Finance Minister K.N. Balagopal used his budget presentation in the Kerala Legislative Assembly for 2023-24 fiscal to essay a critique of the Centre’s “conservative financial policies”.
He said the centrist policies ran against the grain of fiscal federalism enshrined in the Constitution and squeezed the budgetary space of States to muster resources for infrastructure development.
Politically loaded speech
In a politically loaded budget speech, Mr. Balagopal made a clarion call to other non-Bharatiya Janata Party (BJP)-ruled States and regional powers to join Kerala in the fight against what he termed attempts to “demolish the federal values of the Indian Constitution and reduce the fiscal space of States”.
The Finance Minister promised, “activities will be devised in coordination with other States to protect federal values”, he said.
Kerala’s resiliency to adversity
Mr. Balagopal stressed Kerala’s storied resiliency against adversities by recalling the State’s legacy of relegating the colonial caste-feudal-land lord hegemony to the dustbin of history through mass political resistance and the mustering of public will to transform it into a modern welfare polity moored to secular and liberal values.
He underscored the challenges to fiscal federalism as a serious threat faced by the State. “Centralisation of power and disregard for States, especially Kerala, has increased unprecedentedly”.
He said provincial governments were hard-pressed to circumvent the Centre’s “strict and rigid norms”. Their taxation powers were limited.
Slashed borrowing limit
The Centre has slashed the borrowing limit of States unjustifiably. Infrastructure development and social welfare were the causalities.
In an appeal to other regional powers, Mr. Balagopal said: “We have to understand the situation and move forward irrespective of party politics”.
Mr. Balagopal’s averment seemed to dovetail with the Left Democratic Front (LDF) political gambit to forge a broad agreement with regional parties heading non-BJP-ruled States to resist the Centre’s perceived infringements on fiscal federalism and alleged attempts to whittle down the budgetary independence of provincial governments.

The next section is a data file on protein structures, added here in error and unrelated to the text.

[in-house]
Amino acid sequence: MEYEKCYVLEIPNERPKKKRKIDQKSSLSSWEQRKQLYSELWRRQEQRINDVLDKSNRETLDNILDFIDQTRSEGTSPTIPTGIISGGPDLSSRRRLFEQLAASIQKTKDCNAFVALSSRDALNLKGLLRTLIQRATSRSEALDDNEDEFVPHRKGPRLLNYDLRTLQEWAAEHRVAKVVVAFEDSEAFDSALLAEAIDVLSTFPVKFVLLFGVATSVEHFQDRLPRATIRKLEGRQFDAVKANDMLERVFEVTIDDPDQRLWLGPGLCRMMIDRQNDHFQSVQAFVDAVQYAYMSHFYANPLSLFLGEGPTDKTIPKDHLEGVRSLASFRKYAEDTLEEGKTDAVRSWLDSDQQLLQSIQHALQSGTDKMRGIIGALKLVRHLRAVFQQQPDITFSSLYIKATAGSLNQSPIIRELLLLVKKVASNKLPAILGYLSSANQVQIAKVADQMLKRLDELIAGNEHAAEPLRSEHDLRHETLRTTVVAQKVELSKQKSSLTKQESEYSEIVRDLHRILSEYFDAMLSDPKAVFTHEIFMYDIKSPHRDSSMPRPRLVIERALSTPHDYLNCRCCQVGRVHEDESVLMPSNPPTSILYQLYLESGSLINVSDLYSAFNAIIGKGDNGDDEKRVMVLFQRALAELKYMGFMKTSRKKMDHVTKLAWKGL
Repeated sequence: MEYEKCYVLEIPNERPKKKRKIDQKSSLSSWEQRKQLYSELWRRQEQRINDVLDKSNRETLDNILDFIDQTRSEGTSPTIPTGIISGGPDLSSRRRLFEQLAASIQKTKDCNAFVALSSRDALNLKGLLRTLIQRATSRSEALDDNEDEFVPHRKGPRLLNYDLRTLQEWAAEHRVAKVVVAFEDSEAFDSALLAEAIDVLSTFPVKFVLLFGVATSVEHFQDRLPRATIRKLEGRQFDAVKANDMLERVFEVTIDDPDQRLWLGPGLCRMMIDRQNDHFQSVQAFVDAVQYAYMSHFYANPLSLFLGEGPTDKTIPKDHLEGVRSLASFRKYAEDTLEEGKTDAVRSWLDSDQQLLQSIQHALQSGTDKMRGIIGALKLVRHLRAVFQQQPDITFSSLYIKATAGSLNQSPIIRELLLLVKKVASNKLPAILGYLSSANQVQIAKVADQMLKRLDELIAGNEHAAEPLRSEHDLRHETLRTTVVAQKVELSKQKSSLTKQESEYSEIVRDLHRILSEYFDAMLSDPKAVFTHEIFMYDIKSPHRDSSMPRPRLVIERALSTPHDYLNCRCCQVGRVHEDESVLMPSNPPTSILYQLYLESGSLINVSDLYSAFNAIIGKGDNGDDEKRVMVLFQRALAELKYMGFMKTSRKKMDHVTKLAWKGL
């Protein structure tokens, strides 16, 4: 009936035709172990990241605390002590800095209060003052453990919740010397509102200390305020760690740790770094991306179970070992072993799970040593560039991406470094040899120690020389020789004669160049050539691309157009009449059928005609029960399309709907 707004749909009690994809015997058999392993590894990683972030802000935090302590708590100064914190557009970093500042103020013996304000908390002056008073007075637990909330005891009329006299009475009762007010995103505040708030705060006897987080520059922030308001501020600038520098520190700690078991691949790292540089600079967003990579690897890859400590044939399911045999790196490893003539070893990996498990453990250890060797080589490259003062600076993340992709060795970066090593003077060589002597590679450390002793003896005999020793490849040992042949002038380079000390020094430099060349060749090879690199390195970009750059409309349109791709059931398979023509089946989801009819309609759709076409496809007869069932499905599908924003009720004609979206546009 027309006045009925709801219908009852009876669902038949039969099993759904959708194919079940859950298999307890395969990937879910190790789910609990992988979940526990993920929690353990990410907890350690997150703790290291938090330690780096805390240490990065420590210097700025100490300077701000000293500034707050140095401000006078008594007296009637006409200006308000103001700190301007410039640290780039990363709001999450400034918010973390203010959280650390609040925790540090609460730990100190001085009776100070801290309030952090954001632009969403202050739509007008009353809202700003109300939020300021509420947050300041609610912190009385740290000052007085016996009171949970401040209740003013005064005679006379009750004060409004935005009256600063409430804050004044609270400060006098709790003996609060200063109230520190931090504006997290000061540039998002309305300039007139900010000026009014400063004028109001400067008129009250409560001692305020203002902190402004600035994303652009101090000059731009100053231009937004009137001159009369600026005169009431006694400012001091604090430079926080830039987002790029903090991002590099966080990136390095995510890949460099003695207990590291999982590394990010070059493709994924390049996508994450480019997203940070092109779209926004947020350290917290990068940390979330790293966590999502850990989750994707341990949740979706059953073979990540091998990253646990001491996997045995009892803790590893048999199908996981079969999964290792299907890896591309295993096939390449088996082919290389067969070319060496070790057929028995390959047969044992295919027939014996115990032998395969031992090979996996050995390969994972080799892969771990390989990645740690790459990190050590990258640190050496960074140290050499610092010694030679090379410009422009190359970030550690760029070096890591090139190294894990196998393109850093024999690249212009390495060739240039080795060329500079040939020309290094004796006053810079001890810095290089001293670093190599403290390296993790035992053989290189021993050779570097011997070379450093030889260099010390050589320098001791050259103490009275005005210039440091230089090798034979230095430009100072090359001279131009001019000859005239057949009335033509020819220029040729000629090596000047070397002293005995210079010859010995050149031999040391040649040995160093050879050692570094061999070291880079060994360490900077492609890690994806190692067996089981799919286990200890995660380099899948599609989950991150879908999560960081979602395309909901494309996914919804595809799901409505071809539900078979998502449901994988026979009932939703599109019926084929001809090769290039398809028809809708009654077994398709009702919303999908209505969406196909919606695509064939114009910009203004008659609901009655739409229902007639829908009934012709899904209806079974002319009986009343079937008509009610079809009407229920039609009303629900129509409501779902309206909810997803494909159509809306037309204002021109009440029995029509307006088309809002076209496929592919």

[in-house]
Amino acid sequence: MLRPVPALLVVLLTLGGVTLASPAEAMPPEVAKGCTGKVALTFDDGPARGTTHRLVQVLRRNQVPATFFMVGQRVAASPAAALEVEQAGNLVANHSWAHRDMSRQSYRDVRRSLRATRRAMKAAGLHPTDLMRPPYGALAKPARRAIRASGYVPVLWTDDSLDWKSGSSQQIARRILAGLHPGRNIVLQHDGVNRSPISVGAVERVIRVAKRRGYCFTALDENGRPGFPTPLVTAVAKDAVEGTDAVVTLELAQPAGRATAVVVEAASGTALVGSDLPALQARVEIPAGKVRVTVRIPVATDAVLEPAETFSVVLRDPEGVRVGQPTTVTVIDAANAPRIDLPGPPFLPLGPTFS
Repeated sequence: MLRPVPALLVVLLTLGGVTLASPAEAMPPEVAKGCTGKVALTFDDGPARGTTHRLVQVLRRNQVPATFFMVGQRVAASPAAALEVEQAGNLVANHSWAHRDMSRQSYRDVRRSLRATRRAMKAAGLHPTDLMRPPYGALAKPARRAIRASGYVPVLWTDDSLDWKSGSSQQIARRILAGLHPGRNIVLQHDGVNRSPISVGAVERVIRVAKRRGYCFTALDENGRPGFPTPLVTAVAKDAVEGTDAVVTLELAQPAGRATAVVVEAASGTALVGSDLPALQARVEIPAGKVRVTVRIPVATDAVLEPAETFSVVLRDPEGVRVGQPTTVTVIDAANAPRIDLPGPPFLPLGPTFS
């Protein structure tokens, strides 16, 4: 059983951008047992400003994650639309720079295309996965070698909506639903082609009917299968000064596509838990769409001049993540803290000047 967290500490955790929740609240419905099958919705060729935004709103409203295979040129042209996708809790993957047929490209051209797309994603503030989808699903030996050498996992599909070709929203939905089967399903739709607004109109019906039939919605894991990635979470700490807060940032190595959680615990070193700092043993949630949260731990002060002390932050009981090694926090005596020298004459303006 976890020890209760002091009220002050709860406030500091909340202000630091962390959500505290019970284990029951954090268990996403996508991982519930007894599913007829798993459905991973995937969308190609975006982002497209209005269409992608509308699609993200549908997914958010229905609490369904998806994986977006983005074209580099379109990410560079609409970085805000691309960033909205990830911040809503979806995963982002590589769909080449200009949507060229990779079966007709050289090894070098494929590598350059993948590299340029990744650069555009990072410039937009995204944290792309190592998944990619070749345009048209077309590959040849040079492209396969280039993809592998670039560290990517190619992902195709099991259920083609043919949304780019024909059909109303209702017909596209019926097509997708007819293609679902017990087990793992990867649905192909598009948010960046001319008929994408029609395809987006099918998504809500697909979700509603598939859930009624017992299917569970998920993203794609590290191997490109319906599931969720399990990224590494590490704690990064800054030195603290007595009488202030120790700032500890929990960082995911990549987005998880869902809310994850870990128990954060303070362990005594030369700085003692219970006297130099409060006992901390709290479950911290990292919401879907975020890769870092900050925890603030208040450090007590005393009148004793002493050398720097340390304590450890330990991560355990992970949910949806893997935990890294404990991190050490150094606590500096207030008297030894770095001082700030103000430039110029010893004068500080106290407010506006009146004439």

Corporate debt crisis
He also looked at the recent corporate sector debt crisis caused by the Centre’s relaxed borrowing norms for big businesses. “We are not of the opinion that loans should only be given to the bad debt corporates from the hard-earned money of common folks invested in various financial institutions”, he said.
Instead, the Centre should allow States to funnel such public funds for developmental activities by relaxing its conservative stance on borrowings.
“Kerala is not in a debt trap”
Mr. Balagopal assured the public that Kerala was not in a debt trap. It had the economic flexibility to raise loans for infrastructure development from the open financial market.
He dispelled attempts to portray Kerala as a “hopeless land” with no future for youth. Mr. Balagopal condemned the bid to “belittle” the Kerala model of development and assured Kerala would disappoint “these cynics”.
The divisive pool share of States’ revenue has come down drastically. Kerala has lost ₹6,700 crores due to the Centre’s reduction of the revenue deficit grant. The cessation of GST compensation has cost the exchequer ₹7000 crores.
The Centre has done States’ a disfavour by accounting borrowings by State-owned public sector units and special purpose vehicles as debt liability to haul down the borrowing limit of provincial governments.
The Centre’s restrictions on the market borrowing limit have hit resource mobilization for infrastructure development by an estimated ₹4000 crores. Centrally sponsored schemes have bypassed Kerala.
An oblique challenge to State BJP
In an oblique challenge to the Bharatiya Janata Party’s (BJP) State leadership, Mr. Balagopal asked: “Can anyone with a commitment to the people of Kerala justify the situation? One whose side are those who celebrate this disregard stand?”.
Mr. Balagopal said the Centre’s conservative approach towards borrowings had placed hard budget constraints on the State. He called the Centre’s “conservative financial policy” the biggest challenge to Kerala’s alternate development model.
He said if the human development index, per capita income and consumption and sustainable development index were any indicators, Kerala was a frontline State. It had surmounted the COVID-19-induced challenges and cast aside the gloom of the pandemic years.
Mr. Balagopal said Kerala could not exist in isolation. Kerala has the lowest inflation rate in the country. However, it would leave no stone unturned to insulate families from the shockwaves of worsening global inflation.
Kerala could ill afford to close a blind eye to the World Bank’s prediction that the next fiscal would be one of a global recession.
The downturn would impact traditional industries and the plantation sector the most. The government has forked over ₹2000 crores to fund the State’s “vigorous market interventions” to mitigate the looming cost of living crisis. Hence, the budget enhanced rubber cultivation subsidies to ₹600 crores.
Mr. Balagopal said Kerala has endured despite being battered by global economic headwinds and the Centre’s stubborn financially conservative stance on borrowings for development. Despite the adversities, the budget met the government’s obligations to the public.